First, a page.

by Jan Schuurmans, written at 16-1-2020
Estimated reading time: 1 minutes
Offset in PID control
In this post I am writing about PID control that suffers from offset. Offset means that the controlled Process Variable (PV) deviates from Set-Point (SP). If you are using P-control or PD control, without integral action, this problem should not surprise you. However, if you use PI or PID with Integral action, you would not expect this issue. Right? Wrong: we had this issue in several cases, among others in a laminator (see our post Temperature Control of a Laminator )
As an example, have a look at Figure 1, showing the measured(!) temperature and setpoint of a process that was regularly perturbed. The PID controller, containing integral action, was tuned well and did not show an offset after a single perturbation. However, in this case it was perturbed regularly again and again.
On average, the temperature shows an offset from setpoint. Note that the PID output (refered to as MV in this post) is limited below to 0%. Rightfully so, because the MV cannot go below 0%. Nevertheless, one would not expect this from a PI or PID controller, since it has Integral action that is supposed to remove offset!
The problem is related to the anti-windup part of the PID algorithm. This part avoids MV to continue to grow to huge negative or positive numbers when the MV hits a limit. Anti-windup is a useful part of the algorithm, but in this case, it creates a problem. In standard PID algorithms, the anti-windup algorithm is simple. One of the most common methods is that the PID algorithm first computes a change in MV (DMV). Subsequently, this DMV enters the anti-windup scheme according to:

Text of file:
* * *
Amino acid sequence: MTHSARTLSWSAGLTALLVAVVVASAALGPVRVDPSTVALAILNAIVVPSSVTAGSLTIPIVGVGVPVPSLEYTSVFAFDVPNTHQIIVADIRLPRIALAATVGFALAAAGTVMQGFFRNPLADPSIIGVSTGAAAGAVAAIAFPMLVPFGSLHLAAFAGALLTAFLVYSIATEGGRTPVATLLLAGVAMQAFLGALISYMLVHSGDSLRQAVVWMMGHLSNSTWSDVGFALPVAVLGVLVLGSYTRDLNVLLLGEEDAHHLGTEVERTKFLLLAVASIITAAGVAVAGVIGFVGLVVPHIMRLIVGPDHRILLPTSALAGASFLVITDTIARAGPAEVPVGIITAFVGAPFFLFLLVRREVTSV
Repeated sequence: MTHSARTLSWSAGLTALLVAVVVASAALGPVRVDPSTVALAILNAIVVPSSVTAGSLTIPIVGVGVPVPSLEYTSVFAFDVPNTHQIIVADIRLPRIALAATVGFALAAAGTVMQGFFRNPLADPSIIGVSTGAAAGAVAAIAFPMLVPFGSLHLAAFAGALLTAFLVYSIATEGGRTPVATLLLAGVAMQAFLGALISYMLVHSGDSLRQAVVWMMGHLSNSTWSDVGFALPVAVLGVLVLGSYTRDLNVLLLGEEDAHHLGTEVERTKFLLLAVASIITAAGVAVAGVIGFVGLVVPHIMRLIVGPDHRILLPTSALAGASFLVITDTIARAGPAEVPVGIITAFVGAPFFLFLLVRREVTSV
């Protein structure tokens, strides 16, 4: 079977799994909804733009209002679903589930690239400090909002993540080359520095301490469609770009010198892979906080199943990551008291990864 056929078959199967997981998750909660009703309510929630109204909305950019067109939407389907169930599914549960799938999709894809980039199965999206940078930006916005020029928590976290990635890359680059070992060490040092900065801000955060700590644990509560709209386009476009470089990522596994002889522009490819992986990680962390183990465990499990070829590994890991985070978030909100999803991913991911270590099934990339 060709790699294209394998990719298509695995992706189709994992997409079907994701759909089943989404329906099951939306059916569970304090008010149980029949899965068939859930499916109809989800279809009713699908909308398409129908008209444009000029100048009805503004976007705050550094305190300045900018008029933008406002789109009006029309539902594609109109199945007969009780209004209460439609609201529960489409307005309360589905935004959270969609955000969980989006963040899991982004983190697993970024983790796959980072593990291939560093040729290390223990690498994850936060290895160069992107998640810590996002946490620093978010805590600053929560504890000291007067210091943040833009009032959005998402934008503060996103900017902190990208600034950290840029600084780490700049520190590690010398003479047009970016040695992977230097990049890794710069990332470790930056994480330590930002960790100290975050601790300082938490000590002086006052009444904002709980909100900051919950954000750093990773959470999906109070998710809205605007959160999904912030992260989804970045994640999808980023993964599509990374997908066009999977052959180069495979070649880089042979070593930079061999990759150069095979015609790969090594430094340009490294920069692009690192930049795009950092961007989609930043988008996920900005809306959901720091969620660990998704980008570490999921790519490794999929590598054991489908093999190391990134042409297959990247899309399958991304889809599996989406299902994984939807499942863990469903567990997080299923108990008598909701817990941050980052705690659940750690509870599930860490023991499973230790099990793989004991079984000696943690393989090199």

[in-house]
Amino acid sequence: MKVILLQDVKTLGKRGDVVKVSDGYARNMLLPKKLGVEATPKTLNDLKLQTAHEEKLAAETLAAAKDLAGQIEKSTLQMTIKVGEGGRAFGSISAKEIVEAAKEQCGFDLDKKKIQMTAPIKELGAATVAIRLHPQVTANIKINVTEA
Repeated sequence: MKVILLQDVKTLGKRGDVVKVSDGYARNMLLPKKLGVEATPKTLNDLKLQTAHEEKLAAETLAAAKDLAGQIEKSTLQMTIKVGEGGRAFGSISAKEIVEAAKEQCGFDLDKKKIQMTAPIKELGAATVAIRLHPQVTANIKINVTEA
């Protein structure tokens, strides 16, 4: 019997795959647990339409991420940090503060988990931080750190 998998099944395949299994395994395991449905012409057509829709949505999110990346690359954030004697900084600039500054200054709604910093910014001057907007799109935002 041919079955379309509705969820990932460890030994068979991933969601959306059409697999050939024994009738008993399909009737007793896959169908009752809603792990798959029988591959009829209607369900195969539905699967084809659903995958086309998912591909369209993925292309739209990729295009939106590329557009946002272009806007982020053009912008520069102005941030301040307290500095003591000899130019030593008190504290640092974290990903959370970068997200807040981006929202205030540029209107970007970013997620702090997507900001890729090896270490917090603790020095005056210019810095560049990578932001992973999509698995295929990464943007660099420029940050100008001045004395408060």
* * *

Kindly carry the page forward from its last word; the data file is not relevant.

MV := MV + DMV
if MV < 0, then MV = 0
There have been many developments on alternative anti-windup schemes. Just google on “PID anti-windup” and you will find over 10000 papers on this subject. Such developments are of no use when you are stuck with fixed PID code, like Siemens, Allen Bradley, or Honeywell. In those cases, there may be a simple solution though. Just shift the MV limit(s) in the PID algorithm so that they are not hit during normal production. In our example, we had to move the lower MV limit to -10%. The PID algorithm continues to integrate as longs as MV is above -10, so its ‘memory’ is not perturbed. We cut-off the actual MV output for values below 0 though, using a simple limiter outside the PID block.
Figure 2 shows the effect of this change (measured data!). Clearly, the MV is still limited, but the PID control algorithm does not know about this and thinks it can steer MV below 0% (this “internal” MV is not shown in figure 2).